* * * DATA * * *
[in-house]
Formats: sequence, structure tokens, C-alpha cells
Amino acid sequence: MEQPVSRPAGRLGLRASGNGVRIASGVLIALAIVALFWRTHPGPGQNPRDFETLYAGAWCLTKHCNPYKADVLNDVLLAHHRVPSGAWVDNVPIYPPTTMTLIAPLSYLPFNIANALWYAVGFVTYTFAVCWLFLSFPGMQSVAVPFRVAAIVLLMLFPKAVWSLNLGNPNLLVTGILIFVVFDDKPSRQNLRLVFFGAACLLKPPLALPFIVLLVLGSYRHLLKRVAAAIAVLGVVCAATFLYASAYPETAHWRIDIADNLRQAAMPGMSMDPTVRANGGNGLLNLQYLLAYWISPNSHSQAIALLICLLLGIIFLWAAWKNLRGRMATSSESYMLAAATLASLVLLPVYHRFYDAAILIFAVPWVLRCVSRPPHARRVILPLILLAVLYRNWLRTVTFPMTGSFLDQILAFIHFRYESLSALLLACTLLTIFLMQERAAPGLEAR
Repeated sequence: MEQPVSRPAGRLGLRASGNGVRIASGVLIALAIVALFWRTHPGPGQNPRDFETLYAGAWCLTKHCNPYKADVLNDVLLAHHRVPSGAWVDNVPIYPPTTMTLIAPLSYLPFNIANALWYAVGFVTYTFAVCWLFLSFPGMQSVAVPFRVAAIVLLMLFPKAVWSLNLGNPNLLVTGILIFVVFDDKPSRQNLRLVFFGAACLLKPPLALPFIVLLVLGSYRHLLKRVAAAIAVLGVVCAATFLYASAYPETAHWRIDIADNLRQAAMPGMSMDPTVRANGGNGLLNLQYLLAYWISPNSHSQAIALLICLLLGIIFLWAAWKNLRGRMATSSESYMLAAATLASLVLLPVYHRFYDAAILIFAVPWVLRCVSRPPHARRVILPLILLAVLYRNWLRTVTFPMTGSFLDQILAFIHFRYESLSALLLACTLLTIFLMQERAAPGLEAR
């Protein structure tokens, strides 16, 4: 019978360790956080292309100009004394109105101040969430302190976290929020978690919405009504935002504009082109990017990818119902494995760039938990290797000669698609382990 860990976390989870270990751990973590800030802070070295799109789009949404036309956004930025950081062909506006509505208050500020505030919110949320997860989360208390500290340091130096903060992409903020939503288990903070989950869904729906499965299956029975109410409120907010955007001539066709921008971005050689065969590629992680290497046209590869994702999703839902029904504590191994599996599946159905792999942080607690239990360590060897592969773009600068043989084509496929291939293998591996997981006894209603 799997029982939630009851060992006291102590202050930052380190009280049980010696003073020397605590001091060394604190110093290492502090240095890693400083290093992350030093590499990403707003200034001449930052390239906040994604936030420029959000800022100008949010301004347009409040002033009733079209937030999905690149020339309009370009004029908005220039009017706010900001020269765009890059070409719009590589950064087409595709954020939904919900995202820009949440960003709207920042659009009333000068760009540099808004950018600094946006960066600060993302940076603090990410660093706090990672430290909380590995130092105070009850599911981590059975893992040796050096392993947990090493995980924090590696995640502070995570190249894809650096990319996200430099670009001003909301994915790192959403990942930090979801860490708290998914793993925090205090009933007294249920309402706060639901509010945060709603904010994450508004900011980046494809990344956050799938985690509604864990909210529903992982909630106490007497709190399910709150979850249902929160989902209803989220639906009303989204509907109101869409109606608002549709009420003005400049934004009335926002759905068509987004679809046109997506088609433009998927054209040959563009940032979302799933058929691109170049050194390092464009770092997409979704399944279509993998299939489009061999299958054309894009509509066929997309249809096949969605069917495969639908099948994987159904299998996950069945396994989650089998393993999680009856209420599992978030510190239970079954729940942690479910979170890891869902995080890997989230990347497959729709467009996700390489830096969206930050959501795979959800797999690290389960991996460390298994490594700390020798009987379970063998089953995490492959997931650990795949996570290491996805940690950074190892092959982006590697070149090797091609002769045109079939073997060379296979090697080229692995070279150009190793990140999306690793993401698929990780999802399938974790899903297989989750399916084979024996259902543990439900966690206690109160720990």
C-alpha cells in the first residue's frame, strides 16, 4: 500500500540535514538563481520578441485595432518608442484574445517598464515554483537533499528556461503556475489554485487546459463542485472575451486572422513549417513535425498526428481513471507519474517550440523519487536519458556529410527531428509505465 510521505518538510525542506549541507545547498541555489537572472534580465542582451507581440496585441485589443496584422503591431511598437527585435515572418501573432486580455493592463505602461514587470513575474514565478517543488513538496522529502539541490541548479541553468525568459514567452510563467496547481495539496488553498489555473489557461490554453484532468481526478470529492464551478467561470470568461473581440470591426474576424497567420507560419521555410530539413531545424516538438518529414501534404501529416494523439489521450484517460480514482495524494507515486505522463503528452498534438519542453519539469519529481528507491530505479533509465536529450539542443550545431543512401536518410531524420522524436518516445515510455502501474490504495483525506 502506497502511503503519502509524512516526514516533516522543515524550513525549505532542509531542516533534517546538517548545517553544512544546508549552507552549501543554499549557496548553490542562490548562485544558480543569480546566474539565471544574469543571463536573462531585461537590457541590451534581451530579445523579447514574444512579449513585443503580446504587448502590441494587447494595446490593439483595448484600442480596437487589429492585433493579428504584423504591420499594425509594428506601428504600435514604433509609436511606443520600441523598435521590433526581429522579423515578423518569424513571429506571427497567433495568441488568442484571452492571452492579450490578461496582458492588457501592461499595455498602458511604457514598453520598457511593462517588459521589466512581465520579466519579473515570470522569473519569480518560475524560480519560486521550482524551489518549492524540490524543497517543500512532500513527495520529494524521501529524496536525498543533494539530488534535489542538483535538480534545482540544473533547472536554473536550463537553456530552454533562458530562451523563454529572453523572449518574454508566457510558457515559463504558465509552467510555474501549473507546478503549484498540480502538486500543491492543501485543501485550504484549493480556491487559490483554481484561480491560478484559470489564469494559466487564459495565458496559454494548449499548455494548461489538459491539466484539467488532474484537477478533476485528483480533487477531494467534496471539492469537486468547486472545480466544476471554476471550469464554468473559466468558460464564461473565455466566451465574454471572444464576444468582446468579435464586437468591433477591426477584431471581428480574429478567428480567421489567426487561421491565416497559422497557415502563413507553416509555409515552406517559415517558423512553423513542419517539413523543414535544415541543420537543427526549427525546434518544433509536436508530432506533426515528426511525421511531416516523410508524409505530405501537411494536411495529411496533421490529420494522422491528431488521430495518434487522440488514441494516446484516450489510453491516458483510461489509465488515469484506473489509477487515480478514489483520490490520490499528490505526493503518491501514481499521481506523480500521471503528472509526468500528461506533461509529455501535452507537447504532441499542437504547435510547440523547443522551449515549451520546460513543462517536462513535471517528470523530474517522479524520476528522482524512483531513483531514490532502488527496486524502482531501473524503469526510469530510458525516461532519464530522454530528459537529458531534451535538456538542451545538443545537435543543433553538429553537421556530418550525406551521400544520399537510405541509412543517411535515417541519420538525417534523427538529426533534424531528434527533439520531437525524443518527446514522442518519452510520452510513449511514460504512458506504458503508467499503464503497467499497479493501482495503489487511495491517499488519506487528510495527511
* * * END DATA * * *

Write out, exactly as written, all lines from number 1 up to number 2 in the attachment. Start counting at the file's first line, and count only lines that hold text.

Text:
[in-house]
Formats: sequence, structure tokens, C-alpha cells